Metformin, a drug commonly used to treat diabetes, could lower the risk of oral cancer.
A new study in Cancer Prevention Research, which is a publication for the American Association for Cancer, came to this conclusion.
J. Silvio Gutkind, chief of the Oral Pharyngeal Cancer Branch of the National Institute of Dental and Craniofacial Research at the National Institutes of Health, and some of his colleagues conducted extensive research involving premalignant lesions in laboratory mice and the impact metformin had on them. One of the reasons for the drug’s success was based on mTORC1, which is something that results in oral cancer.
Metformin may be the most commonly used treatment for type 2 diabetes. At the same time, people who take the drug have seen lower a risk for cancer. Specifically, metformin lowered the size and the number of carcinogen-induced oral tumoral lesions in mice. It also reduced the development of squamous cell carcinomas by about 70 to 90 percent.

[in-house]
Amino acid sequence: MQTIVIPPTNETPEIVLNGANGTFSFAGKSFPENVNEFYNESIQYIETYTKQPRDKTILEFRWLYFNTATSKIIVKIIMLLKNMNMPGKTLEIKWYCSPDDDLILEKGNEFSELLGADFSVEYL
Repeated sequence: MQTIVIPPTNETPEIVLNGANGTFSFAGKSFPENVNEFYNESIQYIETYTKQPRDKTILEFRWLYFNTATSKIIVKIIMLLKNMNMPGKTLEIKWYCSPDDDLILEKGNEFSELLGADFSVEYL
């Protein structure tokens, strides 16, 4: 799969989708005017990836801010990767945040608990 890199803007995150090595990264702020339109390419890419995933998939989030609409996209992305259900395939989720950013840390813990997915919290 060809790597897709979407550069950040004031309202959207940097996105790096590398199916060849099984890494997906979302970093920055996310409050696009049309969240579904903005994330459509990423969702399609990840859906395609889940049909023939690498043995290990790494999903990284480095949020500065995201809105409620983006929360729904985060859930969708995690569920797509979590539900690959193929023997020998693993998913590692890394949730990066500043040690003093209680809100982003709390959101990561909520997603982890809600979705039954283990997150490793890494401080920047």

The metformin was found to stop the spontaneous development of oral premalignancies into the head and neck squamous cell.
More research is necessary to determine whether or not this information will be applicable to humans during an extended period of time.